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Old 06-21-2010, 01:07 AM
 
Location: Fairbanks
204 posts, read 241,216 times
Reputation: 77

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Lately, I've been bogged down with the idea of switching my major from Fisheries Sciences to Civil Engineering while attending UAF. I figured I'd post here for some of youse guys opinions.

Has anyone here majored in either of these at UAF and can offer any personal feedback?

Do you know of someone who has and want to relate their experiences? Another thing is job opportunities.

It's pretty much a given that there are Fishery jobs in Alaska, but what's the outlook like for opportunities in Civil Engineering? I've checked Workplace Alaska and the salaries between the two fields are staggering.

Thanks in advance for the advice, everyone.
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Old 06-21-2010, 11:22 AM
 
Location: Bernalillo, NM
724 posts, read 856,843 times
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I went to UAF for a masters in environmental sciences, which at the time was offered through the Civil Engineering Department. Now they've changed their name to the Civil and Environmental Engineering Department. Since my bachelors was a non-engineering (chemistry) degree, I couldn't get a masters in engineering, but took the same courses as the CEs in the program. Got a good job right after graduation and have never looked back.

This is pretty old history now (in the 1970s) but at the time UAF had a very good CE program, particularly if you were going to stay in Alaska and look for a job. All the folks I went to school with had no problems finding work, but having an advanced degree may have also made them more employable than someone with just a BSCE and no experience.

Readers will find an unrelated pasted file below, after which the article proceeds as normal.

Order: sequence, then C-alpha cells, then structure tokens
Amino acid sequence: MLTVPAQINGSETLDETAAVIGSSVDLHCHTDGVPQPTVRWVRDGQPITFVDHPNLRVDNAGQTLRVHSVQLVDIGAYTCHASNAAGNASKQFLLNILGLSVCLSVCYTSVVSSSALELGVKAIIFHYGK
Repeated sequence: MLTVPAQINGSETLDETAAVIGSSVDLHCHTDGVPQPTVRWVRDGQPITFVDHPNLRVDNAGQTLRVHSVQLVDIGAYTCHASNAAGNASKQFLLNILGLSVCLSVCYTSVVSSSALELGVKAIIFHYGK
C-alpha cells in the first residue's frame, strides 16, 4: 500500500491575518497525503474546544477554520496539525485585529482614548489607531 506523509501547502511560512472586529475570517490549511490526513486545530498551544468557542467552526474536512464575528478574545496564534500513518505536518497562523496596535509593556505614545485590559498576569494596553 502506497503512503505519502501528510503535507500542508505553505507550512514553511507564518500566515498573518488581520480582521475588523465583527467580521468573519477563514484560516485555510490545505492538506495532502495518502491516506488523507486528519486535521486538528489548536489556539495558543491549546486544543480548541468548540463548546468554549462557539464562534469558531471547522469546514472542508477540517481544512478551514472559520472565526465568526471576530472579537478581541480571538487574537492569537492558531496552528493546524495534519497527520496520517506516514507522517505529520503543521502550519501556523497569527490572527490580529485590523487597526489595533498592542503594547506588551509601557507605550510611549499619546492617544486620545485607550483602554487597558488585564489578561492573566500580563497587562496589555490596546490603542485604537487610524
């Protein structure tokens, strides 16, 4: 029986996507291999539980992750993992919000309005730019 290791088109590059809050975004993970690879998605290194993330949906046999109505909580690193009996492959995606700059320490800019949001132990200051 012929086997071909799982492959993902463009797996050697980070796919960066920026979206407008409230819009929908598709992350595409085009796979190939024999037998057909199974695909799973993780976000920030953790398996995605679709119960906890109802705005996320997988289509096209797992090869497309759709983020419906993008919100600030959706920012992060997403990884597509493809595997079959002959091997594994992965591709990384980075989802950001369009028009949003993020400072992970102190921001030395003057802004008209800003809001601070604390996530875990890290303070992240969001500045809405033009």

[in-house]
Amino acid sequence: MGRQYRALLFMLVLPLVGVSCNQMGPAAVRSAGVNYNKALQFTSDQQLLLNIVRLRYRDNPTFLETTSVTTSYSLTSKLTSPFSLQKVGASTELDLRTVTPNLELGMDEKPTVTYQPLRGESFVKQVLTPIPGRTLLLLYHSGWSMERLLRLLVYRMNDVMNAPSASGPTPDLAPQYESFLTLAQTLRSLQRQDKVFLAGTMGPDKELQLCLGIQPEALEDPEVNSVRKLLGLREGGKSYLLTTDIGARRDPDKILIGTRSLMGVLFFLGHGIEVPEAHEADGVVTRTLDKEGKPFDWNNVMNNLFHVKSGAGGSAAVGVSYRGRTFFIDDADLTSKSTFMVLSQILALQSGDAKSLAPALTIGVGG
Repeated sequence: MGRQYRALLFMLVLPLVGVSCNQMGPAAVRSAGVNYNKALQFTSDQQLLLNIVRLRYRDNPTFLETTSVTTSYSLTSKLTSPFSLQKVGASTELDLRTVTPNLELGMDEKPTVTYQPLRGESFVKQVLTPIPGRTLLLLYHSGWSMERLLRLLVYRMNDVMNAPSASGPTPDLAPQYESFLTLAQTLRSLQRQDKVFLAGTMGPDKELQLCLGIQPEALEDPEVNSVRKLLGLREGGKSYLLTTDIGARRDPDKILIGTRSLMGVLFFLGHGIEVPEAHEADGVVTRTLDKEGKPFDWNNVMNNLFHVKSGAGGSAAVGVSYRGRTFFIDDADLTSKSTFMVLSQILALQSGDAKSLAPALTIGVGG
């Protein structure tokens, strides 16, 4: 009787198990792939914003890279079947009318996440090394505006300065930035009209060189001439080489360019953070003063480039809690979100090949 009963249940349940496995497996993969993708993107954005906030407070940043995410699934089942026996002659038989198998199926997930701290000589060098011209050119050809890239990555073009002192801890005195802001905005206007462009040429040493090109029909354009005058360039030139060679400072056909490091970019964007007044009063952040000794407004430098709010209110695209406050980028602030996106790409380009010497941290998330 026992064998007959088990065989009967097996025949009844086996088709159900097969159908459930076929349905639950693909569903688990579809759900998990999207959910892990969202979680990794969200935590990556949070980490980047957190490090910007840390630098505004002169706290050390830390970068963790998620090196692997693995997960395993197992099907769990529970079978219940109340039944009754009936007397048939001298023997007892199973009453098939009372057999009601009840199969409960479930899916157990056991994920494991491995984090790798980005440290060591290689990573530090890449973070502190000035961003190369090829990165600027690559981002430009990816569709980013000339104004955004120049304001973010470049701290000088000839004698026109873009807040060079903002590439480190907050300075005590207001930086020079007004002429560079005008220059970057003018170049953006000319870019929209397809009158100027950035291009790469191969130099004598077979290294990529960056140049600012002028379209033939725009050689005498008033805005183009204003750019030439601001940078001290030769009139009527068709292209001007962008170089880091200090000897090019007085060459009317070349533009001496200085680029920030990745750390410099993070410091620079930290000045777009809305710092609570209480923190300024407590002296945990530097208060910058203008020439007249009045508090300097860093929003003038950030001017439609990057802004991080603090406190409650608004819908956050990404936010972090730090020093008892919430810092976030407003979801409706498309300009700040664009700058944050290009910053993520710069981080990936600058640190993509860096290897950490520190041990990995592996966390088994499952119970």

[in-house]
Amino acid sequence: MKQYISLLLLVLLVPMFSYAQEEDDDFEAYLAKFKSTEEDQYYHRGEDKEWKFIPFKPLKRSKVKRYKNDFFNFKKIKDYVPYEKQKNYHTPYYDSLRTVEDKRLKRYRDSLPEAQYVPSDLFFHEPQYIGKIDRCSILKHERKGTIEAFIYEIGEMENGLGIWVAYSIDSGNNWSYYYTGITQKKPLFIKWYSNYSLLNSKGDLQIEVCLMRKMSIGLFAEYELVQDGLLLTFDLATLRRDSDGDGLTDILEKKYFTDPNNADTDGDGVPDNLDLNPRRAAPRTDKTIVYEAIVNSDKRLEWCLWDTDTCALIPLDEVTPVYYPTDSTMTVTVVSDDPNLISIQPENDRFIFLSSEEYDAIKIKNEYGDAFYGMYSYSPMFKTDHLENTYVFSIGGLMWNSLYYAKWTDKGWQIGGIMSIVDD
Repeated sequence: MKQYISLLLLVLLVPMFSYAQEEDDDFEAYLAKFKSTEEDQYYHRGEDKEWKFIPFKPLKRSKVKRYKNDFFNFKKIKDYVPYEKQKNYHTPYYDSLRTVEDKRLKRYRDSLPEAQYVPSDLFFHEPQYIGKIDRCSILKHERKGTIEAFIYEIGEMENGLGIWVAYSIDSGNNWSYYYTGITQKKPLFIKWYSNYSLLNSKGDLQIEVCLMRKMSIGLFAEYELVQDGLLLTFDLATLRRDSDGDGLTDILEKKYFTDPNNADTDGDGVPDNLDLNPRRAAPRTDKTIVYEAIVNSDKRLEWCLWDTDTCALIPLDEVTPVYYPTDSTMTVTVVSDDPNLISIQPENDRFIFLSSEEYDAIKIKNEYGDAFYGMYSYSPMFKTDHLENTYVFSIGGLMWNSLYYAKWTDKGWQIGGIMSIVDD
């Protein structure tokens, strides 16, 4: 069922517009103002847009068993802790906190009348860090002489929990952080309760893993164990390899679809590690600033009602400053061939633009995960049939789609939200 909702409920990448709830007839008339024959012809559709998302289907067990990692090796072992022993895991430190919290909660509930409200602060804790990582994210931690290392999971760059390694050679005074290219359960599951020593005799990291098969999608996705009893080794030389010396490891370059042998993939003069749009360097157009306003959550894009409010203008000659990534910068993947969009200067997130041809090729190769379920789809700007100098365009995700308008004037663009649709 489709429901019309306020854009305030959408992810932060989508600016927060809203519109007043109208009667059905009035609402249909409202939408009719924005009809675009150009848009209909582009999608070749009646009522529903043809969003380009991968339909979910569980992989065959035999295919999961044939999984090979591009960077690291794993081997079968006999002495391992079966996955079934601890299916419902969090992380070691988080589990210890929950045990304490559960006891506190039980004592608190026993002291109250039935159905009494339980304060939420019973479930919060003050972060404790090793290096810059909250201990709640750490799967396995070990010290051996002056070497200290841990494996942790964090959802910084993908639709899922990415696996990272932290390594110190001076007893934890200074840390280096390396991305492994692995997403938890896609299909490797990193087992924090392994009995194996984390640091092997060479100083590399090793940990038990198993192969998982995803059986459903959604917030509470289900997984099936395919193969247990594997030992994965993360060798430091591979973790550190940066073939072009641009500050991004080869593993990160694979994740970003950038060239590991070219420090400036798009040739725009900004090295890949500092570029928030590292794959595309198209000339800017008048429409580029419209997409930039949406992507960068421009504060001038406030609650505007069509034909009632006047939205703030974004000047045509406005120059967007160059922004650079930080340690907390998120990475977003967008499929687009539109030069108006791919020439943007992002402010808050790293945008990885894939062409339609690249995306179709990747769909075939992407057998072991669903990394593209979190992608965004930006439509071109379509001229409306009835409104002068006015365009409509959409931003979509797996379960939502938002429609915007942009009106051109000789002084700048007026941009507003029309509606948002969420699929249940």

I think Alaska is going to continue to need civil and environmental engineers, but the job opportunities will depend on how much development and government projects happen in the future. Most such jobs are either with government agencies or engineering/environmental firms that work on government projects. Much fewer private development/engineering jobs in my opinion. If you want to get more into the private sector, mining engineering might be a better choice, which UAF is strong on. But even these jobs are dependent on government to some extent, since new mining won't occur without government permits.

You say it's a given there's fisheries jobs in AK, but will a fishery sciences degree land you a good job? Or looking at it another way, what jobs would be available because you have that degree that you couldn't get without it? Seems pretty clear to me that an engineering degree puts you in a whole different job group than what you would qualify for without it, not as clear to me that a fishery sciences degree has a similar impact. Of course, I know relatively little about the fishing industry, other than what I've generally heard about commercial fishing, so maybe my perspective is skewed a bit.